‘Business.’ What does that even mean? I’m not sure what it means to you. But for us, it’s our door – our gate – to a better life. Not for our individuals’ lives. I mean for the lives of our people. My community, my children and grandchildren. For my neighbors, my partners in life.
It’s a heavy door, I admit, but one that can only be opened if we work together. We need to learn how to respect ourselves again, how we can use our skills, our knowledge, to achieve things for ourselves.
Maybe – yes, we do need help from ‘mzungus’ (Swahili: foreigners), but it is our own hands that need to build our communities. We need to learn how to take care of ourselves again.
Interview with Village Company member, Babati, Tanzania 2014.
This is reality
According to the 2014 UN Millennium Project report, more Africans live in a state of extreme poverty and hunger than ever before. In the sub-Saharan region, the number of people living on less than $1.25 a day has increased to over 415 million from 290 million in 1990. That is more than 40 per cent of the sub-Saharan population, and that is significantly more than the population of the USA and UK combined.
589 million people living without electricity, 738 million who lack access to clean water, fewer than 20 per cent of women who have access to education, and $1 trillion in ‘dead aid.’ This is just the short version of what rural villagers in sub-Saharan Africa call their “reality.”
Taking care of ourselves again
But these people have a dream. A dream to “take care of ourselves,” a dream of “a better life,” a dream of “hope.” Now, how can their dreams become reality? How can they break free from the spiral of poverty?
Village Inc. Africa, an initiative located in Tanzania suggests bridging a for-profit, capitalist approach and the pursuit of social benefits built on the pillars of dignity and business excellence. It is the Village Companies (VC), legally incorporated for-profit enterprises, which represent the core of the idea. Run by a group of local, community-elected villagers, the VCs choose to pursue different business activities such as pig farms, bull herds, beehives, or sunflower fields. The profits they then generate serve to renovate classrooms, build teachers’ houses, set up medical dispensaries, provide housing opportunities, and by hiring workers, contribute to lowering the rural unemployment rate as well as the urge of urbanisation.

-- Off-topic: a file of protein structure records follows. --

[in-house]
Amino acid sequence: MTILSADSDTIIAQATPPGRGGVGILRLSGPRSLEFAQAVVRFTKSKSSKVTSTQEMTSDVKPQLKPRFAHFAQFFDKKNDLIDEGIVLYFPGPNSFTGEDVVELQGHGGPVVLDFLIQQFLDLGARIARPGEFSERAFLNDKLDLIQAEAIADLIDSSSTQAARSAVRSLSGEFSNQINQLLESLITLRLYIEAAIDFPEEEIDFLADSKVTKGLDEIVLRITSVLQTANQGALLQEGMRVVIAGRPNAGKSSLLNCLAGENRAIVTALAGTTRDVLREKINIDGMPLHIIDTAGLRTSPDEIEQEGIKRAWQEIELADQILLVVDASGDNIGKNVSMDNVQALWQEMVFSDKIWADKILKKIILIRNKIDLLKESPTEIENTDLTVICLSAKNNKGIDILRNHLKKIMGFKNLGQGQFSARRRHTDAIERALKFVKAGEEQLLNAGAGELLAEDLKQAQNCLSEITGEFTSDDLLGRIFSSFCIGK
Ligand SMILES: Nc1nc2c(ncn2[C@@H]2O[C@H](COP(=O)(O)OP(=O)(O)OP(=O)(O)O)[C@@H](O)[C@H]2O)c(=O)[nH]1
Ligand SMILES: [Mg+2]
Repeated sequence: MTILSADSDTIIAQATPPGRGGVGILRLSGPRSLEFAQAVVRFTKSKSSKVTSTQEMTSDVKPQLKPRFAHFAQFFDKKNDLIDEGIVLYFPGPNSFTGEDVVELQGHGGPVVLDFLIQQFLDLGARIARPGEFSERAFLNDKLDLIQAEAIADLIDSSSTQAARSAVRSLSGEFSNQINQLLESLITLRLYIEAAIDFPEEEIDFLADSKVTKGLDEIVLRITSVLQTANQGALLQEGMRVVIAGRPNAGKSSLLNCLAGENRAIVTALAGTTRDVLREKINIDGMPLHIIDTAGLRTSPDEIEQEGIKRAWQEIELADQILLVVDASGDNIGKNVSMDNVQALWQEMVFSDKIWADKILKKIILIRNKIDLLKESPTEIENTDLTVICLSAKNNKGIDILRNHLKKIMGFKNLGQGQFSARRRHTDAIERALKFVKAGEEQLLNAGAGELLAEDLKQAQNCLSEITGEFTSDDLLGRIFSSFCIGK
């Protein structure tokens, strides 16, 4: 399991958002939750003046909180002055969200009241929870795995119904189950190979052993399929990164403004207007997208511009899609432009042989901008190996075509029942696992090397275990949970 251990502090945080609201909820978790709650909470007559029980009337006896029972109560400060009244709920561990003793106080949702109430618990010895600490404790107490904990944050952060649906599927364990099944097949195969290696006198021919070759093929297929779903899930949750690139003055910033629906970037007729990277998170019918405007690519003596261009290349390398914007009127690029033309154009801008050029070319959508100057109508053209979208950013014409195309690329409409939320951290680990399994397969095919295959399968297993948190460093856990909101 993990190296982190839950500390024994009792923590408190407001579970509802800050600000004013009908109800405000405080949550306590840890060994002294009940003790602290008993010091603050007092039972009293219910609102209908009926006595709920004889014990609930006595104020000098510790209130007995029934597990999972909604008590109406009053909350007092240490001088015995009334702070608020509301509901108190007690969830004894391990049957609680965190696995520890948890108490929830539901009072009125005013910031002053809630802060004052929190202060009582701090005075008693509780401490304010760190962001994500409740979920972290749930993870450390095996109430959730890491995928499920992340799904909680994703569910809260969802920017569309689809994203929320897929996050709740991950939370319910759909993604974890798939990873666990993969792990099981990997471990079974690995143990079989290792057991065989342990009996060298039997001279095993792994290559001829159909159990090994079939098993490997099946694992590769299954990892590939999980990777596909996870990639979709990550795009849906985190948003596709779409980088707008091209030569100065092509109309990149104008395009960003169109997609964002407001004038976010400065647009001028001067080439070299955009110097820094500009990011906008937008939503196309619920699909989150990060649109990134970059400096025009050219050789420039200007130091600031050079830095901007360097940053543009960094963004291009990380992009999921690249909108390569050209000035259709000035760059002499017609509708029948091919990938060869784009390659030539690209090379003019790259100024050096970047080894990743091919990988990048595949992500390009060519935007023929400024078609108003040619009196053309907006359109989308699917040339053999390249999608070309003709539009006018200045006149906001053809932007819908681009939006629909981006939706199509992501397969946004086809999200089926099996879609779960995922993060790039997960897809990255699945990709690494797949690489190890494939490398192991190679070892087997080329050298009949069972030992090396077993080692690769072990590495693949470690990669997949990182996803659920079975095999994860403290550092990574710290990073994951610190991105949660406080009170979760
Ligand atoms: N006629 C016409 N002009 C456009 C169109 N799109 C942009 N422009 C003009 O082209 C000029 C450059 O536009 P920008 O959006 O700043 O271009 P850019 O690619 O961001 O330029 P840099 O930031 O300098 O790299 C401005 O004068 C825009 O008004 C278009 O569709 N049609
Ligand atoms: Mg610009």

Hence, VCs have ownership and are in control in the creation of financial and community benefits from their ongoing operations; in their words “by ourselves, for ourselves.”
m-A-crocredits – not microcredits
Initially, the VCs are supported by so called ‘macrocredits.’ Macrocredits are defined as “an investment made in Village Companies which develops a stream of revenue through the creation of new products and services that benefits the investors, employees and communities through the intentional distribution of profits.”2
Phonemically related to microcredits, the semantics of the two terms differ fundamentally. Designed as small loans that serve individual borrowers, microcredits help attain a certain (though debated) level of personal subsistence. However, arguably, microcredits have not been very efficient in developing businesses or communities.
Rather than micro-lending to individuals, macrocredits are offered to groups of entrepreneurs. Because macrocredits are tied to a commitment of an ‘intentional distribution of profits,’ which describes the recipients obligation to serve three different ends with the profits generated from macro-financed activities – reinvestment in their businesses, repayment of the macrocredit (at an interest rate of 12 per cent), and the implementation of a community-chosen social need – macrocredits are a promise to create long-term shared value for collective groups.
Dream big, but start small
And that’s not all. Assisted by a local Village Company incubator and a global team of consultants, the model has the capability to scale – to reach communities far beyond the original context of rural Tanzania.
With the vision to foster a network of VC clusters throughout Africa, the existing VC communities “dream big, but [know they have to] start small.” And while they know that “it is our own hands that need to build our communities,” they are also aware that the ‘heavy door’ to push for change “can only be opened if we work together.” And with we, they mean you, me; hence – us.
From darkness into light
By the end of the century, almost half of the world’s children will be African2. And while we can wait for Africa’s journey into poverty to continue, maybe it’s time to stop – to “stop waiting, because waiting means stagnation, stagnation means things will never change.”
Maybe it’s time to consider us all as equals, to share our knowledge and expertise, as well as our encouragement and care. The macrocredit-model may not provide the solution to all issues but it’s a first step. It more than not is a promising new approach in creating scalable, shared value not just for individuals, but for groups of entrepreneurs and their communities. In the villagers’ words, the model has “helped villages move from darkness into light […] giving us a chance – if nothing, a chance – to succeed in getting ourselves back up.”
All quotes are from villagers interviewed in Tanzania, 2014.